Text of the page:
Hello. Welcome. In this tutorial, we're going to provide a bit of background to the story and emergence of Christianity to help us understand more about the doctrine of the Trinity, the idea that one god can manifest in three distinct persons yet still be considered a unity.
There are many atemporal strands within Christianity. And every century and epic in history has its own non-rational manifestations like this. If there was a first manifestation, an original birth of the timeless, a Christian might say that it was the person of Jesus of Nazareth, an immaculate conception through the Virgin mother, Mary.
His followers were disciples who were committed to his teachings and the belief that he was the Savior, the Son of God, the Jewish Messiah who had been prophesied or foretold in the Hebrew scriptures. He was referred to as Immanuel, which means "God with us." And more often he was called Christ, the Greek word for messiah, or "anointed one." Thus the name, Jesus the Christ, or Jesus Christ.
Followers believe that, as the Son of God, he came to reconcile humankind to God. As God himself in human form, his life, death, and resurrection served to bridge the worlds of the human and the divine. According to the doctrine of original sin, which was elaborated well after his death, he came for the remission of sins to offer everlasting life to all who believed in him as Christ, Lord and Savior.
Most denominations of Christianity today accept the doctrine of the Trinity, which is based on the conception of one god manifested in three distinct persons. God the Father, God the Son, and God the Holy Spirit. These three persons are known as the hypostases.
There was a great deal of controversy over which persons could be considered co-equal and co-substantial with God, especially during the first three centuries of the common era. This was a time when Christianity was a sect of Judaism and there was maybe perhaps some Trinitarian precursors. But the councils of Nicaea and Constantinople in the fourth century were formally the council's that would adopt the Trinitarian doctrine.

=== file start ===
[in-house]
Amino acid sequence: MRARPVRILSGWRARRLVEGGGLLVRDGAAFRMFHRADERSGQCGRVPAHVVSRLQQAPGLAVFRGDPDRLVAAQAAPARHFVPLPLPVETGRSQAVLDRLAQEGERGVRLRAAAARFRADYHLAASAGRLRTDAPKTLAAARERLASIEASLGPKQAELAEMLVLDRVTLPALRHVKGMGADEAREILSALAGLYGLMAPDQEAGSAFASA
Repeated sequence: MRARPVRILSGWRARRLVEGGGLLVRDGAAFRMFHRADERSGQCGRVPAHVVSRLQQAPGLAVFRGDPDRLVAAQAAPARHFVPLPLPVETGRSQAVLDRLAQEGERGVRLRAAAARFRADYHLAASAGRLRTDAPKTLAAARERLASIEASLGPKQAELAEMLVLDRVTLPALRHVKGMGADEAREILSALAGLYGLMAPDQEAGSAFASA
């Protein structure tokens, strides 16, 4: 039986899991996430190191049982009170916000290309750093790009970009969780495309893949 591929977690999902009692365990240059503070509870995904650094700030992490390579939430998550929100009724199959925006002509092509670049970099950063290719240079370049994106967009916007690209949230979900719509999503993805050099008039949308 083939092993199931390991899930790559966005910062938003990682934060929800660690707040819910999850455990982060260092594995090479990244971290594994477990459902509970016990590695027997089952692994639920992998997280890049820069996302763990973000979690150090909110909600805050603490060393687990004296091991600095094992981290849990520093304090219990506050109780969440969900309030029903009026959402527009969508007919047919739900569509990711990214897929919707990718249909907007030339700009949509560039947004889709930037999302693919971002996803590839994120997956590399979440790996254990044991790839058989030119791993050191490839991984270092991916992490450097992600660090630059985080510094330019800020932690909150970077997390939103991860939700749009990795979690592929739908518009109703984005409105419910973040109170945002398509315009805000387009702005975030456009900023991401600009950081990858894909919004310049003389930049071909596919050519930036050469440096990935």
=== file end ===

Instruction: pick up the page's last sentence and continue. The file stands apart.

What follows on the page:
Prior to these councils many of the writings of Christian theological concerns were done by early apostolic fathers believed to have contact with the Twelve Apostles. In general, they stayed very close to scripture which, most agreed, did not express the doctrine of the three persons of God. And following this line of belief the school of Arianism developed in the third century based on a priest from Egypt named Arius. And this teaching held that Jesus, although the Son of God, was still subordinate to God, not co-equal, not co-eternal, yet distinct as the formal Trinitarian doctrine would later state later in the fourth century.
This problem of the same yet different just didn't work for many people. However, in the early fourth century, in 325, the first ecumenical council was held in Nicaea which is in present day Turkey. One of the main purposes was to resolve the Arian controversy. And the result was that Arius was condemned as a heretic. And another result of the council was near unanimous agreement on what would become the Nicene Creed, which includes the formal doctrine of the Trinity.
At this first council the issue of Jesus' divinity was agreed upon and then at the Council of Constantinople in 360 the doctrine of the Holy Spirit would be addressed, solidifying the Nicene Creed and the formal, complete, Trinitarian doctrine.
This great mystery of the Christian faith is recognized by most churches, including the Roman Catholic, Eastern Orthodox, Anglican communion, and many, many Protestant denominations as well.
So now let's review and summarize. The doctrine of the Trinity states that God manifests in three distinct persons, God the Father, God the Son, and God the Holy Spirit. These distinct persons are co-equal with, co-substantial and co-eternal with God. Now, this presented a lot of problems in the first several centuries of the common era. And we went through some of those controversies, the Arian controversy which was in fact overturned by the Council of Nicaea and the council of Constantinople. So by the mid to late fourth century of the common era the Nicene Creed was established, which now incorporates the full doctrine of the Trinity as we know it.